For most of my career, I have valued and delivered operational excellence. I loved to measure everything that could be measured and put processes in place that help a business run the right way. It’s a classic approach to running a business and I’m convinced that’s a big reason I was hired as CEO of OutboundEngine.
But over the past year, I’ve realized something. What I thought I was doing right the whole time was actually me looking at the system in a quantitative light. I can see now that operational excellence built on quantitative data is not enough.
To stand out in today’s crowded business landscape, we need to go beyond operational excellence and work toward customer intimacy. Customer intimacy, as I define it, is factoring human and relational considerations in equal proportion to quantitative.
Operationally focused businesses do a lot of things well. They provide customers with reliable products and services at competitive prices, delivered with minimal inconvenience. That combination of quality, price, and ease boosts the best of them to the top of their market. Think McDonald’s, Walmart and IKEA.
On the other hand, businesses that are focused on customer intimacy don’t deliver what the market wants. They focus on what each specific customer wants. They continually customize their products and services to fit your needs. As a result, they create broad and deep levels of value. Amazon, Nordstrom and Home Depot are customer intimacy focused, and as a result, they enjoy tremendous loyalty.
Switching my focus from operational excellence to customer intimacy actually came quite naturally. I began by asking our customer success team members how they defined success. It wasn’t in the transactional, data-driven customer support metrics like call time, cases closed or the number of transactions. The team defined success through the number of conversations they had with customers, the opportunities they had to break through a customer’s problem and provide value.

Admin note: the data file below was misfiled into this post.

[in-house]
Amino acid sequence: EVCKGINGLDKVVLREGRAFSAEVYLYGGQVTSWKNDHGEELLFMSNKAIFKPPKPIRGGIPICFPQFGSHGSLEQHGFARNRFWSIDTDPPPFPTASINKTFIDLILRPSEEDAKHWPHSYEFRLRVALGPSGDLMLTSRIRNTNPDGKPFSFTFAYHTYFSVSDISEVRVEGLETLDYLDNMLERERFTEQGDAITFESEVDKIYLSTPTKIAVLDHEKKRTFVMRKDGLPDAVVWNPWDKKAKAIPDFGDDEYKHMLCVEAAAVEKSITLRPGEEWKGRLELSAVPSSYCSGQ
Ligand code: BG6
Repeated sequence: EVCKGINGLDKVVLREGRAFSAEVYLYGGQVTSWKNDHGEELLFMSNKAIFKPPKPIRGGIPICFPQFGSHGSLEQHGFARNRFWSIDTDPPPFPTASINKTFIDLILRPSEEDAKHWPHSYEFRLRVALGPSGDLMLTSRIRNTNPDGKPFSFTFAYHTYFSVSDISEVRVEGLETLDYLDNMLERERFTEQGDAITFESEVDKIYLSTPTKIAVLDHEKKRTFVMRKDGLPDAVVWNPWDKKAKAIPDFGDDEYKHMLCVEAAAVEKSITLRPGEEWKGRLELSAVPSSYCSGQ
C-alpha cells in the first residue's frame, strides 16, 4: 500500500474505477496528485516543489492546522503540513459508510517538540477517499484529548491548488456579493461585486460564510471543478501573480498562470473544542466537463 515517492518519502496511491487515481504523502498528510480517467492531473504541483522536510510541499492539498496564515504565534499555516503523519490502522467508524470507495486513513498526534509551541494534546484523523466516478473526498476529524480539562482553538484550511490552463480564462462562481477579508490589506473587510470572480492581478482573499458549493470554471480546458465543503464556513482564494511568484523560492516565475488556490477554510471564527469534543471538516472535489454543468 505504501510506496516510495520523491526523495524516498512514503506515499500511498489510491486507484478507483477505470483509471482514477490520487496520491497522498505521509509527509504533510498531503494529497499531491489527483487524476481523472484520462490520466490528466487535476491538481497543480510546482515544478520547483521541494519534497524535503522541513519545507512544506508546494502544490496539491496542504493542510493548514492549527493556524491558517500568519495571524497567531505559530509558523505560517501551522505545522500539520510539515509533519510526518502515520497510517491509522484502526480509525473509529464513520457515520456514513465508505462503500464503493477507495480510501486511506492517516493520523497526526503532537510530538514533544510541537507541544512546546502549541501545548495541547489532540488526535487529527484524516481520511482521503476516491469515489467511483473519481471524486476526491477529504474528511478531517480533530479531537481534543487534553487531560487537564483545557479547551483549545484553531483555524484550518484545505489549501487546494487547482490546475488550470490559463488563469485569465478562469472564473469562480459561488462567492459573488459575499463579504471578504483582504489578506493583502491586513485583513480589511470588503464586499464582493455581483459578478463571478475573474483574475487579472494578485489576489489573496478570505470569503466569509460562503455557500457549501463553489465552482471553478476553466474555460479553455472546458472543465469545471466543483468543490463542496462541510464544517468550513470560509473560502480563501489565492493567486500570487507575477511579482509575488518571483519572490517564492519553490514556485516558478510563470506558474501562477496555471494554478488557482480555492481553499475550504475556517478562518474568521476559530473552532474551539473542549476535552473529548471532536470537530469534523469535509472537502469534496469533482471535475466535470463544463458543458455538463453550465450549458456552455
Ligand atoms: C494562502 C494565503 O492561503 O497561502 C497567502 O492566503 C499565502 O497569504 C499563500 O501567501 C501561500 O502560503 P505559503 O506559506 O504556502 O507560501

It threw my operational self for a loop — those things are virtually impossible to define quantitatively. At the same time, I analyzed my own personal interactions with family and friends. It seemed absurd to think that I would define success with the people close to me in transactional terms. Can you imagine telling your children that we need to spend Saturday afternoon checking boxes and completing a set of transactions?
So if that approach worked for our customer success team members and my own personal relationships, I wondered, would it work for the rest of the company? I asked employees at all levels in all departments about how they would feel if we shifted to a more qualitative, human and relational measure of success.
Their positive response took me completely by surprise. It’s as if the answer to building long-term relationships and unlocking the operational byproduct of retaining customers was right under our noses the entire time, just waiting to emerge.
Over the coming months, I’ll update you on the results of our new focus on customer intimacy and the complete rewiring of our entire customer service and success infrastructure. A total transformation that started on November 1.